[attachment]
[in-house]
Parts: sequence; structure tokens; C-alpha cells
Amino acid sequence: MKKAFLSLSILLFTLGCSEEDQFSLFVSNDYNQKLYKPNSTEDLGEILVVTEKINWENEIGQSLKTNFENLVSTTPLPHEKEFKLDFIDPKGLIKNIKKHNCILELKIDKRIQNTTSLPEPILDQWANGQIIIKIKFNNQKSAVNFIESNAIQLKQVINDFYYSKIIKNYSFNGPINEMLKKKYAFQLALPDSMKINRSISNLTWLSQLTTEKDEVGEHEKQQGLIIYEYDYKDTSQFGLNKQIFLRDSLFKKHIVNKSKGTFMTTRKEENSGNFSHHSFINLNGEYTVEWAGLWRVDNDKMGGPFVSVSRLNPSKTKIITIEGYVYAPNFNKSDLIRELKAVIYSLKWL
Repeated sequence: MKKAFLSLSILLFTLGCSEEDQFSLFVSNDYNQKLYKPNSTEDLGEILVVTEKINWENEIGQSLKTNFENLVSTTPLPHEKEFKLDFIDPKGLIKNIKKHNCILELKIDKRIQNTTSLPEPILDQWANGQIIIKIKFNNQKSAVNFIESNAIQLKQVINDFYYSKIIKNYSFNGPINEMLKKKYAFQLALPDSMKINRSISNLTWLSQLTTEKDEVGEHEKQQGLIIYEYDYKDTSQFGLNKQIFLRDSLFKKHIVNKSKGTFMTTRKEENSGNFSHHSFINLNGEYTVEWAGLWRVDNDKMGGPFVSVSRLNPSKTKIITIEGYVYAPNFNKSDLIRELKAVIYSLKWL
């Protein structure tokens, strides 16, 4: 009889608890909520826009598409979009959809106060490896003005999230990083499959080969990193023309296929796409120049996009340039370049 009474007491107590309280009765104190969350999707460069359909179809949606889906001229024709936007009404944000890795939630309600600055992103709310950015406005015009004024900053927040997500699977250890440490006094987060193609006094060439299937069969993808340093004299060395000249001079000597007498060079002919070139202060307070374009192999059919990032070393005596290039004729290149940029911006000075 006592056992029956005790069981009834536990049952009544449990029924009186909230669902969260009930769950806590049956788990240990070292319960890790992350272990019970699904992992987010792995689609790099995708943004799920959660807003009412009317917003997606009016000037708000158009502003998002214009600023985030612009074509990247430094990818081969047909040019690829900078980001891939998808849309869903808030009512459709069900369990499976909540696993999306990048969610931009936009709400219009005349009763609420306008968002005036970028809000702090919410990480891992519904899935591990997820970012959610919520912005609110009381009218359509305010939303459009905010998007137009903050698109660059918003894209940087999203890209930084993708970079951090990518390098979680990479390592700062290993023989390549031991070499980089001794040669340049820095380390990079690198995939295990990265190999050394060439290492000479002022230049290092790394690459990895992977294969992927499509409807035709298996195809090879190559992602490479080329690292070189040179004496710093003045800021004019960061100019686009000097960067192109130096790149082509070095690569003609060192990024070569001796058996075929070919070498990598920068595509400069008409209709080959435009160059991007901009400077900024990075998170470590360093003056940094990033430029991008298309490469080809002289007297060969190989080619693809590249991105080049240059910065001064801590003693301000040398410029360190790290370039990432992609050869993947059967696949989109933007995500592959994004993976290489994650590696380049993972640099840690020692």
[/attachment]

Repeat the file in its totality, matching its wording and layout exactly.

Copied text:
[in-house]
Parts: sequence; structure tokens; C-alpha cells
Amino acid sequence: MKKAFLSLSILLFTLGCSEEDQFSLFVSNDYNQKLYKPNSTEDLGEILVVTEKINWENEIGQSLKTNFENLVSTTPLPHEKEFKLDFIDPKGLIKNIKKHNCILELKIDKRIQNTTSLPEPILDQWANGQIIIKIKFNNQKSAVNFIESNAIQLKQVINDFYYSKIIKNYSFNGPINEMLKKKYAFQLALPDSMKINRSISNLTWLSQLTTEKDEVGEHEKQQGLIIYEYDYKDTSQFGLNKQIFLRDSLFKKHIVNKSKGTFMTTRKEENSGNFSHHSFINLNGEYTVEWAGLWRVDNDKMGGPFVSVSRLNPSKTKIITIEGYVYAPNFNKSDLIRELKAVIYSLKWL
Repeated sequence: MKKAFLSLSILLFTLGCSEEDQFSLFVSNDYNQKLYKPNSTEDLGEILVVTEKINWENEIGQSLKTNFENLVSTTPLPHEKEFKLDFIDPKGLIKNIKKHNCILELKIDKRIQNTTSLPEPILDQWANGQIIIKIKFNNQKSAVNFIESNAIQLKQVINDFYYSKIIKNYSFNGPINEMLKKKYAFQLALPDSMKINRSISNLTWLSQLTTEKDEVGEHEKQQGLIIYEYDYKDTSQFGLNKQIFLRDSLFKKHIVNKSKGTFMTTRKEENSGNFSHHSFINLNGEYTVEWAGLWRVDNDKMGGPFVSVSRLNPSKTKIITIEGYVYAPNFNKSDLIRELKAVIYSLKWL
């Protein structure tokens, strides 16, 4: 009889608890909520826009598409979009959809106060490896003005999230990083499959080969990193023309296929796409120049996009340039370049 009474007491107590309280009765104190969350999707460069359909179809949606889906001229024709936007009404944000890795939630309600600055992103709310950015406005015009004024900053927040997500699977250890440490006094987060193609006094060439299937069969993808340093004299060395000249001079000597007498060079002919070139202060307070374009192999059919990032070393005596290039004729290149940029911006000075 006592056992029956005790069981009834536990049952009544449990029924009186909230669902969260009930769950806590049956788990240990070292319960890790992350272990019970699904992992987010792995689609790099995708943004799920959660807003009412009317917003997606009016000037708000158009502003998002214009600023985030612009074509990247430094990818081969047909040019690829900078980001891939998808849309869903808030009512459709069900369990499976909540696993999306990048969610931009936009709400219009005349009763609420306008968002005036970028809000702090919410990480891992519904899935591990997820970012959610919520912005609110009381009218359509305010939303459009905010998007137009903050698109660059918003894209940087999203890209930084993708970079951090990518390098979680990479390592700062290993023989390549031991070499980089001794040669340049820095380390990079690198995939295990990265190999050394060439290492000479002022230049290092790394690459990895992977294969992927499509409807035709298996195809090879190559992602490479080329690292070189040179004496710093003045800021004019960061100019686009000097960067192109130096790149082509070095690569003609060192990024070569001796058996075929070919070498990598920068595509400069008409209709080959435009160059991007901009400077900024990075998170470590360093003056940094990033430029991008298309490469080809002289007297060969190989080619693809590249991105080049240059910065001064801590003693301000040398410029360190790290370039990432992609050869993947059967696949989109933007995500592959994004993976290489994650590696380049993972640099840690020692």